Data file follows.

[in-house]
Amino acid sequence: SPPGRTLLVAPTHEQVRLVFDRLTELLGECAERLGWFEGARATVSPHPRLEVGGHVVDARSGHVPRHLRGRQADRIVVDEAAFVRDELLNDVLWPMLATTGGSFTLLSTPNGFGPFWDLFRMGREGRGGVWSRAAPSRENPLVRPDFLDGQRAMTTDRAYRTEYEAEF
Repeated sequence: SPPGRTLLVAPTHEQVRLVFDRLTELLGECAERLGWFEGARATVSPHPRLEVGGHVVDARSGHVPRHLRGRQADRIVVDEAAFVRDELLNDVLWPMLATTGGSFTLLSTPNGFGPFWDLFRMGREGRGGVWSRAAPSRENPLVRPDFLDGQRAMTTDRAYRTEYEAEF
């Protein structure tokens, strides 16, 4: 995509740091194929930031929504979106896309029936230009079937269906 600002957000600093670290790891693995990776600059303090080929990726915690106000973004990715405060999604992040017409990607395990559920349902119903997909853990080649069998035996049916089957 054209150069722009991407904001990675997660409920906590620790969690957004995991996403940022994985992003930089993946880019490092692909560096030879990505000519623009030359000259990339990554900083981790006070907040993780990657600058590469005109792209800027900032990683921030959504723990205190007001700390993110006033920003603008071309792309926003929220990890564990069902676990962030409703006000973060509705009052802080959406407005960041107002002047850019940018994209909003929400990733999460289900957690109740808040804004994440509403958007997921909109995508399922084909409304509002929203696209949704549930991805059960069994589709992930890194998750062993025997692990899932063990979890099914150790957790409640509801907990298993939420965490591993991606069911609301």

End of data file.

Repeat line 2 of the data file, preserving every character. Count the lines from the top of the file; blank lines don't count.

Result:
Amino acid sequence: SPPGRTLLVAPTHEQVRLVFDRLTELLGECAERLGWFEGARATVSPHPRLEVGGHVVDARSGHVPRHLRGRQADRIVVDEAAFVRDELLNDVLWPMLATTGGSFTLLSTPNGFGPFWDLFRMGREGRGGVWSRAAPSRENPLVRPDFLDGQRAMTTDRAYRTEYEAEF